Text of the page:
Learning to read, teaching a struggling reader

Learning to Read, Teaching a Struggling Reader

It’s been a long road friends. I have been trying to teach my youngest to read for over a year now and have gotten nowhere. I have shared with you our struggles several times over the course of this last year.  She just wasn’t getting it. My mama heart was struggling with knowing how much to push and when to just set it aside. This year a few things have changed that finally got us moving on the right path. If you have a child that has struggled with learning to read, I want to share with you what we are doing, in hopes that it might offer you some encouragement as well as some ideas.

First.

Until now, my daughter has had little interest in reading. But this year she has figured out that most of her friends know how to read and she doesn’t like to be embarrassed so her motivation for learning has increased dramatically.  While I don’t condone peer pressure, I think that a little bit every now and then is a good thing.

Second. 

Learning to Read, teaching a struggling reader

I gave up on All About Reading. I actually love this program. And I know, that it works. But she just isn’t ready for it. I have gone back to the tried and true, Teach Your Child to Read in 100 Easy Lessons.  I really wanted a more comprehensive reading program for her, which is why I was so excited about starting All About Reading with her. We will revisit it again in a few months.

But here is the thing about the Teach Your Child to Read book and this is why I think it works, It’s not so much about the book itself, I think it is so effective because of the one on one interaction that has to happen in a close environment. You have to be sitting right next to your child to do this program. The lessons are quick, they are to the point and they are reinforced.  After working with several reading programs over the last year and a half, I have realized that they all are about the same. I think the simplicity of this book is what makes it work for us.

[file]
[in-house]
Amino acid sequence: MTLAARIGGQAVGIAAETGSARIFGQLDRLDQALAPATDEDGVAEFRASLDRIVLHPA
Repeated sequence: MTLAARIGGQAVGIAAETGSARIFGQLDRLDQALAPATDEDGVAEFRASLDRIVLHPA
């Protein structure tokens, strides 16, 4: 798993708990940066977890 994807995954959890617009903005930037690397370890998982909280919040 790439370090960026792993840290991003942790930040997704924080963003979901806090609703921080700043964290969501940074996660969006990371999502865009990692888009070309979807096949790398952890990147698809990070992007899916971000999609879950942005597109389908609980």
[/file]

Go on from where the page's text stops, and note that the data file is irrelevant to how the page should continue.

Third. 

Struggling Reader, Beginning Reader, Reading Eggs

We have stuck with Reading Eggs. I have reviewed a lot of online reading programs this year. Check out these posts here. I have really appreciated them all, they serve different purposes and we may go back to one or two of them in the future. But Reading Eggs takes more of a gentle approach to teaching Reading and it’s just enough for Maddie to not be overwhelmed and to feel successful at the end of each lesson. Her learning is further reinforced by the workbook that goes along with it. I did a full review of it here, but it really has been a blessing to us.

Fourth. 

We read and read some more. Now that we have about half our letters and some sight words under our belt, I am going to be introducing the Bob Books. I have used these books with all of our kids and they help boost confidence and encourage them to read on their own.

Our typical reading routine looks like this: 

1.Sit down together to do the lesson in Teach Your Child to Read in 100 Easy Lessons, do the writing portion together on a wipe board.

2. Pull up Reading Eggs and complete the lesson

3. Choose 2 pages from the Reading Eggs workbook to work on

4. Read a book together

There are no exact formulas to teaching reading, I took the ease of it for granted with our other three and have had to work much harder to find something that works for Maddie. I finally feel like we are on the right track with the simple routine we have going.

If you have a child that has struggled with reading, what are some things you have done to get them reading? 

 

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Beginning Sound Puzzles

Learning to read, teaching a struggling reader

 

2 thoughts on “Learning to Read, Teaching a Struggling Reader”

  1. Another good resource, either for supplementing or for a reading spine, is ProgressivePhonics.com, which is free. I like their lessons because, after a short lesson you read, during the practice readers you read some of the words and your child reads others. I hope this doesn’t read like spam…I’m not associated with that site. But what you said about the interaction with your child in 100 Lessons is something I think this one does well too. And since it’s free I always like to share it.

    1. Motheringwithgrace

      I have NEVER heard of that website. That’s great! Thank you for sharing, I’m going to check it out.

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